I've bought many cigarettes in my years, but all of them have been class A cigarettes. I've seen third-class mail, grade B beef, and C-average math, but why no class B cigarettes?
Illustration by Slug Signorino
We’re not big on smoking around here, Shaft, but we figure whatsoever concerns humanity should concern us. So we called up Cliff at the federal Bureau of Alcohol, Tobacco and Firearms (and don’t those sound like the ingredients for a great camping trip?). Cliff revealed the following facts:
(1) Federal revenooers recognize two kinds of cigarettes: small cigarettes (class A), which weigh up to three pounds per thousand and are taxed at $12 per thou; and large cigarettes (class B), which weigh more than three pounds per thousand and have a tax rate of $25.20.
(2) Total class A cigarettes produced in fiscal 1996: 755 billion.
(3) Total class B cigarettes produced in fiscal 1996: zero.
We thought: boy, this sounds like an extremely useful classification system. What other nonexistent cigarettes can we dream up categories for? Concrete cigarettes! Electrical cigarettes! Cigarettes with stainless steel linings!
This just shows what a bad attitude we have. Cliff patiently explained that in fiscal 1995, 83,000 class B cigarettes were produced, and 105 million were taxed.
We thought about this, then we asked the obvious question: “Huh?”
“They must have been cleaning out the inventory,” Cliff replied. Cigarettes aren’t taxed until they’re put into sales channels. The market for class B cigarettes was declining rapidly.
This doesn’t sound like a market that’s declining, we thought. This sounds like a market that’s dropped dead. We asked Cliff: have you ever seen a class B cigarette?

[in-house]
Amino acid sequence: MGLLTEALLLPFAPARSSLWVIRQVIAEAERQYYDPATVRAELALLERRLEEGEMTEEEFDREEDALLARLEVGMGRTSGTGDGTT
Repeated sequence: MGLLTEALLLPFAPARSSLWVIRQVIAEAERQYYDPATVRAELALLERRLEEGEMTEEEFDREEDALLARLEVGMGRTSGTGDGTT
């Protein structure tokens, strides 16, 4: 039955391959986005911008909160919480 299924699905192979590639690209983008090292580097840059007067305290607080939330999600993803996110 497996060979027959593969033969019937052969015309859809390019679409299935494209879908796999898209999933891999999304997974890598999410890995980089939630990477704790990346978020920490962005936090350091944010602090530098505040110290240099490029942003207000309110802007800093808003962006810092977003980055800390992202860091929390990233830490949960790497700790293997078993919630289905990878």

Sure, Cliff said. We then heard the sound of someone rummaging around in what we took to be the ATF’s Big Drawer of Cool Stuff. “There’s a hookah in here!” Cliff exclaimed at one point. At last he found what he wanted: a brand called Cigarettellos. He was cagey about the manufacturer’s identity, no doubt having a certain paranoia about spilling the beans on the tobacco industry to weasels from the press. But we found out. Cigarettellos were manufactured by Nat Sherman International, a purveyor of fine tobacco products in New York City and for many years one of the only makers of class Bs.
On the horn with Joel Sherman, president of Nat Sherman International, we ascertained the following truths:
(1) Cigarettellos were ordinary cigarettes except that they were 6.5 inches long. This gives you a clue as to the long-term marketing problem faced by this brand. You’re conspicuous enough smoking one of those 100-millimeter jobs; who wants to be seen waving a cigarette the size of a magic wand?
(2) Nat Sherman also made several other brands of large cigarettes, including Fantasia (which were rolled in multicolored paper) and MCD Double. As near as Joel could recall, they’d been introduced as novelty items in the 1960s. But they sold in minuscule quantities — mostly through specialty tobacco shops — and they were a pain to make. After losing money on them for 30 years, Joel figured the market was telling him something, and what it was telling him was, “Don’t make these cigarettes.” So around 1995 he threw in the towel.
(3) The brands are still made in four-inch class A versions, however, just in case you want to re-create the class B experience with scissors and Elmer’s glue.
But Joel, we said, you pulled the plug on a product that was moving 105 million in its last year. This number is minuscule? Wasn’t all us, said Joel. He recalled something about one of the majors test-marketing a class B cigarette with greater circumference rather than length. We are not seeing the sexiness of this, and apparently neither was anyone else. The product was withdrawn.
So now you’re thinking: damn, no more class B cigarettes! There’s a hole in my life that shall never be filled. You might be able to bum one of Cliff’s ‘tellos. But if not, never fear: you can still get class B clove cigarettes. We know this because our assistant Jane found some in a smoke shop. They’re not big, they’re more lethal than all-tobacco smokes, and why they don’t show up in the ATF statistics, even Cliff can’t explain. But class B is class B.
Send questions to Cecil via firstname.lastname@example.org.